This is the ultimate in performing arts, but China doesn’t want you enjoying it
Shen Yun Performing Arts began taking shape in New York in 2006. At that time, a group of talented artists had the desire to revive the ancient Chinese culture, capture its essence, and present it to the world in a way it could be appreciated.
It was also a way of telling the world what is happening in modern-day China through the arts, as their program spans thousands of years of Chinese culture, right up to the present day—including the Chinese Communist Party’s (CCP) persecution of Falun Dafa (also known as Falun Gong), which is a peaceful mind-body practice that became hugely popular in the 1990s.
The CCP has resorted to desperate measures to try to conceal from the world the truth of the persecution of Falun Dafa in China, and how countless numbers of these meditators are tortured, murdered, and subject to forced organ harvesting for their belief.
Shen Yun performances that touch upon this subject may be the reason why the CCP has continued to harass the company on its worldwide tours and incessantly attempt to influence politicians and many others to not see the performances.
What exactly is behind this constant agitation?
There are many avenues the CCP has used in its attempts to sabotage Shen Yun performances.
In their first year of touring the world, the CCP organized around 60 performing groups to compete with Shen Yun; however, once patrons were exposed to the purity and authenticity of Shen Yun, nothing else could compare, and Shen Yun’s reputation was quickly established as the best in the business.
The opposing shows would often be right across the street from the Shen Yun performance, but their quality just could not compete.
By their third year, the CCP began pressuring theaters in the United States, Europe, and Asia to cancel Shen Yun contracts, or not accept them.
In a case that took place earlier this year, the Chinese embassy was exposed by Danish radio station Radio24syv for influencing the Royal Danish Theater from hosting Shen Yun.
Bus tires have been slashed on Shen Yun tour buses, fuel tanks have been tampered with, performers have been harassed at airports, and the CCP’s misinformation campaign to tarnish Shen Yun’s reputation has even made its way into Western mainstream media at times. Moreover, politicians have received threatening letters advising them not to go see the shows, even theaters have come forth to say they’ve received calls from Chinese consulates to demand the shows be cancelled.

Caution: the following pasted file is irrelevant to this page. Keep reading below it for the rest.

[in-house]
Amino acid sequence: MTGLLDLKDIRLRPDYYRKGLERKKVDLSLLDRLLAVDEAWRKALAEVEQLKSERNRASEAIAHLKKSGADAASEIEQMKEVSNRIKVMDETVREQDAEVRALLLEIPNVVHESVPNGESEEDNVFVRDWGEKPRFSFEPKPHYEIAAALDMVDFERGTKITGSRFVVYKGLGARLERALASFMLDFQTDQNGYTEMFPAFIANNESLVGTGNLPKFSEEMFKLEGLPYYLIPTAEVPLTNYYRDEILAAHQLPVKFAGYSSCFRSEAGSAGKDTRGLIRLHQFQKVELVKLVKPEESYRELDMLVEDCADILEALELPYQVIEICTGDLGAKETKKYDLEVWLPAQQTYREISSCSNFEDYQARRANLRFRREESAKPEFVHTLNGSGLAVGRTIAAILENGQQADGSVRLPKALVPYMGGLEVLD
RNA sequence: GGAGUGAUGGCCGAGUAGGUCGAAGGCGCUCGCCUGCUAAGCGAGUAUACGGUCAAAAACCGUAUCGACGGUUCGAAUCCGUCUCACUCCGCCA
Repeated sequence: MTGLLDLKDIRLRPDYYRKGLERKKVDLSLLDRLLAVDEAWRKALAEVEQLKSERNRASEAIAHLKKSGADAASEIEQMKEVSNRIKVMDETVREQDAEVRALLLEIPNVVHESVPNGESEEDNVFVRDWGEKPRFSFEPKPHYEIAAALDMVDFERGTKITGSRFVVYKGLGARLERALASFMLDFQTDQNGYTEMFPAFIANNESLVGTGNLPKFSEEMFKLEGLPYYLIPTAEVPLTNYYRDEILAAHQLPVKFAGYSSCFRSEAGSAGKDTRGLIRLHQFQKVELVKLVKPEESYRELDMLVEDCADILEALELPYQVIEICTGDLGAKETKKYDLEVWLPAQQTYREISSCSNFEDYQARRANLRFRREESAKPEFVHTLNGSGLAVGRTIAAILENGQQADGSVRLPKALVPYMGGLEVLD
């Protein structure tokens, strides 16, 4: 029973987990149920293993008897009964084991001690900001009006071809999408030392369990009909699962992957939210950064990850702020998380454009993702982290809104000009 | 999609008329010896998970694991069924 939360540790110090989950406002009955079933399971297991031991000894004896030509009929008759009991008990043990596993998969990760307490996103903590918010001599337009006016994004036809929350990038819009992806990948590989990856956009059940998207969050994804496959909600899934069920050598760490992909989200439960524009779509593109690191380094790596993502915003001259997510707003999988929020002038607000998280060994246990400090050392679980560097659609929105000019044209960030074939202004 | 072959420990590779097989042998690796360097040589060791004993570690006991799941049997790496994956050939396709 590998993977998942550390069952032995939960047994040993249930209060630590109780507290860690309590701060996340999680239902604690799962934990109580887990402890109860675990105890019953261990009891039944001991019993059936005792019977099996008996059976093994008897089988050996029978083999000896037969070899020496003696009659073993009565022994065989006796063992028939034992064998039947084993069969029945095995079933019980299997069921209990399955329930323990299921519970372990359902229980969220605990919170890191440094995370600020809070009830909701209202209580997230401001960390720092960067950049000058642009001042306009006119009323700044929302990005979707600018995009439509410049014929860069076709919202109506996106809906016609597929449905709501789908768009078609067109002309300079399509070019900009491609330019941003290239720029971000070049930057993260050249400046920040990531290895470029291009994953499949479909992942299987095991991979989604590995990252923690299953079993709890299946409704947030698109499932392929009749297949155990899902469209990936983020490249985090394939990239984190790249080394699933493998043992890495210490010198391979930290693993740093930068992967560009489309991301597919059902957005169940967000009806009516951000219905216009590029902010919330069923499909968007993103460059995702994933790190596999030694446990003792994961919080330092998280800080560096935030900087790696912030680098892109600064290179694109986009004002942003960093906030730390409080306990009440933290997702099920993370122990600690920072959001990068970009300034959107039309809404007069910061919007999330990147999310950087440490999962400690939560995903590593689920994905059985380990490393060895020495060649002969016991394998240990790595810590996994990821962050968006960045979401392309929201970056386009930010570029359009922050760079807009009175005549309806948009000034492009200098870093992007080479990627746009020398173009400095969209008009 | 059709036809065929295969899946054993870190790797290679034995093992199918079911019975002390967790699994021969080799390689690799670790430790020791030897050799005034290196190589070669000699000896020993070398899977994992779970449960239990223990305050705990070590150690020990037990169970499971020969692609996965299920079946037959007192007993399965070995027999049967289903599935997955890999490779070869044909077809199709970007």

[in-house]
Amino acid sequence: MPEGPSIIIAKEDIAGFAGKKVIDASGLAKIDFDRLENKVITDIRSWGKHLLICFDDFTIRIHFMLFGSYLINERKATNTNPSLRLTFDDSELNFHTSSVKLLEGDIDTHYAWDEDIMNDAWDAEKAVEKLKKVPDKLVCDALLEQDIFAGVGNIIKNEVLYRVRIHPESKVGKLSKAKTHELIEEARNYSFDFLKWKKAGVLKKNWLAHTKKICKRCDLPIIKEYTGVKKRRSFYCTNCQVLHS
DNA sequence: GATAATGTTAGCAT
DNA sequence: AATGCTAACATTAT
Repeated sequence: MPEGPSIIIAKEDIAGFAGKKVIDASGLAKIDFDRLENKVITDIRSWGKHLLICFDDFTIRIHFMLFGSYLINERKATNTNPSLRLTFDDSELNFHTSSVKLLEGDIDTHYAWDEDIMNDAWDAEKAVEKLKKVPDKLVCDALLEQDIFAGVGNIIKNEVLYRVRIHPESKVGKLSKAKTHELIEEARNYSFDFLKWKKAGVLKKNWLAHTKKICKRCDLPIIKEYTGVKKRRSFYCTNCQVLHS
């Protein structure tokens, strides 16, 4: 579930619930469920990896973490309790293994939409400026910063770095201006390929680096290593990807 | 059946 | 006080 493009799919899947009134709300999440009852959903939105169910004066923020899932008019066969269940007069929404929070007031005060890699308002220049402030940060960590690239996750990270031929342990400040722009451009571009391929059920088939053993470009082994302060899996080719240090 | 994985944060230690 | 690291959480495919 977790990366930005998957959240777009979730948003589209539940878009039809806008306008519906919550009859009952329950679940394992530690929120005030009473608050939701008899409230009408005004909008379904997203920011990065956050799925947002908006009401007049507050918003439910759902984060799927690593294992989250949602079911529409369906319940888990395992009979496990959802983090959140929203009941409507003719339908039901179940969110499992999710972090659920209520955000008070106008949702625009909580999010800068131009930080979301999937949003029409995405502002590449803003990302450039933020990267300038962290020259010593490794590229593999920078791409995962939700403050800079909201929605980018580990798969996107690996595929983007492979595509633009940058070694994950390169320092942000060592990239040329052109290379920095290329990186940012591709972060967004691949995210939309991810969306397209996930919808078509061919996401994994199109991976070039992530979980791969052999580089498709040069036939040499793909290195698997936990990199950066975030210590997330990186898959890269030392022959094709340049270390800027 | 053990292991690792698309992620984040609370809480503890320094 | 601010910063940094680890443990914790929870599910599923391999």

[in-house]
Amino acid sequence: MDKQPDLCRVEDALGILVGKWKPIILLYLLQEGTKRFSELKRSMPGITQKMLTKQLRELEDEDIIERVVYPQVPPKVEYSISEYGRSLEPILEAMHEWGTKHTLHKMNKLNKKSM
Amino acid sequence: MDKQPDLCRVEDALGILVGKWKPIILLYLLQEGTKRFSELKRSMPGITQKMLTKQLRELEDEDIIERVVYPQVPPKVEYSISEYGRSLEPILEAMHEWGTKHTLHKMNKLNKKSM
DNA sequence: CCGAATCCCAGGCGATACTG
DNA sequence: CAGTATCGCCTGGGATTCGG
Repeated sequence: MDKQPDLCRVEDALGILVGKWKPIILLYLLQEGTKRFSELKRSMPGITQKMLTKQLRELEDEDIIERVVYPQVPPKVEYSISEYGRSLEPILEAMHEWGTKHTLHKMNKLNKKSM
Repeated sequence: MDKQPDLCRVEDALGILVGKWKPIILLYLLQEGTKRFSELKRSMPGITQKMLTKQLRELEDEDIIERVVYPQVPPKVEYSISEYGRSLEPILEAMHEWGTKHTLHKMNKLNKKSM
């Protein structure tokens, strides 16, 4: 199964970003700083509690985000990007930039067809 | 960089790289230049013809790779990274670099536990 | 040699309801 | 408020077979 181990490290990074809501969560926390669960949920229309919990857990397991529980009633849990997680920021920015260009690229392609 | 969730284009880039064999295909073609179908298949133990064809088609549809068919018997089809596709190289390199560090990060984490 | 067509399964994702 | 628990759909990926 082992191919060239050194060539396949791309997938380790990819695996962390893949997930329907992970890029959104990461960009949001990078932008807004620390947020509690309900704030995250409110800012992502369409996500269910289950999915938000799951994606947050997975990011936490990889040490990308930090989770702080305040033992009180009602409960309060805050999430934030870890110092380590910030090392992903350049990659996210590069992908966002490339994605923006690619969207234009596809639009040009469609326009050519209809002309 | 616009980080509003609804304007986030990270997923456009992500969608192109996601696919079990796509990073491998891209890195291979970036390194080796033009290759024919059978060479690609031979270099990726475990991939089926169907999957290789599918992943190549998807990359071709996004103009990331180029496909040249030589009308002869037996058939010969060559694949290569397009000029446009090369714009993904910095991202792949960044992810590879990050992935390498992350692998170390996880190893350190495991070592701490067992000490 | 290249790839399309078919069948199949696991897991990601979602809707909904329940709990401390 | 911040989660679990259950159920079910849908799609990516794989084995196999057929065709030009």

However, there are many politicians who have seen the shows, and sing their praises.
“I have been to the performance before with my family, and my children loved it,” said Rep. Dana Rohrabacher (R-Calif.). “It’s really magnificent, and there is no reason in the world why people in various countries should not be seeing this.”
Shen Yun tours to five continents, performing in around 150 venues, and its popularity is growing.
In February through to March, Shen Yun performed 34 shows in seven cities across Taiwan. Taiwanese President Tsai Ing-wen, along with 100 elected officials, warmly welcomed the Shen Yun performers to Taiwan. This was the twelfth time Shen Yun has performed in Taiwan. Taiwanese officials praise the performance, and applaud their mission to revive traditional Chinese culture.
In 2010, Shen Yun accepted an invitation to perform in Hong Kong, but when the Hong Kong government refused entry to six key production personnel by denying them visas, the company had to cancel their seven shows, which were sellouts.
Rep. Chris Smith (R-NJ), the chairman of the Congressional-Executive Commission on China, says the Hong Kong government should still be encouraged to invite Shen Yun back, although he is not sure the outcome will be a positive one.
“This is a cultural event that I think will be uplifting to the people of Hong Kong. Why would a government in Beijing be fearful of it?” Smith said, as reported by The Epoch Times. “It would be wonderful not only for those in Hong Kong, but also in Beijing, for this performance to be allowed.”
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